A plumber and a handyman in the US can make around $50 to $200 per hour and there is always a demand. True some people might want to do-it-themselves to save some money for the small fixes at home, but note that with more people staying home and more appliances and activities in the house, the usage and wear and tear is on the increase. Repair jobs are required and your services can be more in demand now than before. If you have the interest and some relevant skills, then it is time to train on some handyman skills.
Law Enforcement and Security Personnel
A major downside of tough economic times is increase in crimes and security breaches. Look up your local government and other private offices job requirements and you might see the “open” jobs in law enforcement or need for police officers staying on the list. Get trained soon, if you have an aptitude for such jobs.
Energy Industry and “Green” Careers
Of course, you will say. Are not all major funds being directed towards renewable energy industries and towards clean tech? Sure enough, follow the trends see where the money is and you can have that recession-proof job till the next recession at least.
In May 2009, the US government announced money for Green Jobs, training will come from the stimulus package.
The energy, education and labor departments also announced a partnership to help link the unemployed with jobs, training and education opportunities.
Read more at: http://www.huffingtonpost.com/2009/05/26/government-to-announce-bi_n_207843.html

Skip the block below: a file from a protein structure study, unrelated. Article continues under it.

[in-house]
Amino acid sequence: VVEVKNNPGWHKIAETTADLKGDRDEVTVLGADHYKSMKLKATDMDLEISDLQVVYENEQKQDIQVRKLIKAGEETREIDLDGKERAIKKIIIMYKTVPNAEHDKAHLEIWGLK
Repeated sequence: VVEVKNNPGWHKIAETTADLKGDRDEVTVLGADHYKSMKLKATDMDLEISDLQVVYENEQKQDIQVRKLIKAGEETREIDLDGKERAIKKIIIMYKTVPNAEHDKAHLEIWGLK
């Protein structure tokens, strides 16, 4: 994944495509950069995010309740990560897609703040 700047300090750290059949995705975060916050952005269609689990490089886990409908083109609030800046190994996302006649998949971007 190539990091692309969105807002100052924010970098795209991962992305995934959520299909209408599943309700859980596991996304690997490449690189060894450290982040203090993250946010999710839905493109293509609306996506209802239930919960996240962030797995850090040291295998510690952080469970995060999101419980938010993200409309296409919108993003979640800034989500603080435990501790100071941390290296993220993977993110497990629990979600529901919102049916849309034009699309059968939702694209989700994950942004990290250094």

CNN.COM article reports:
A survey by Acre Retargets found that the number of specialists working in climate change, including carbon traders, analysts and project managers, tripled between 2006 and 2007. “We have experienced a massive upsurge in climate change and energy jobs over the past 12 months,” Cartland says. “Most of those are in the United Kingdom, United States and Dubai. It must be one of the fastest growing job sectors in the world at the moment, and we don’t see any reason why it would slow.”
Although these are the sectors where new jobs would continue to continue to grow in the 21st century, do not expect that it would be easy to undergo a career change during recession, however channeling your skills in new areas can be done easily with little time investment.
A complete career change demands time and more efforts towards new skill development as compared to changing jobs in your current field. If you are in a layoff and finding it hard to find jobs in your field it could be one of the best time to continue on developing your skills, either towards present career enhancement or towards a long-term career change.
Recessions are Temporary
G. Michael Maddock in an article in Business Week says: Recessions by definition are temporary. Great companies and great executives don’t abandon their growth strategies in light of temporary setbacks. They attack aggressively, while everyone else is pulling back.
Do not overreact; it is best to be prepared but did you know that the 2001 recession was over in around eight months (but note again that the jobs were not coming back that easily even after a year). Perhaps it is good to fall in some such cycles to help us be prudent about our spending and proactive towards our careers.
What I have above are just some suggestions from a career expert, but as always you are the best judge for your own good.
Be inspired by Ayn Rand here:
“Throughout the centuries there were men who took first steps, down new roads, armed with nothing but their own vision.”
~ Ayn Rand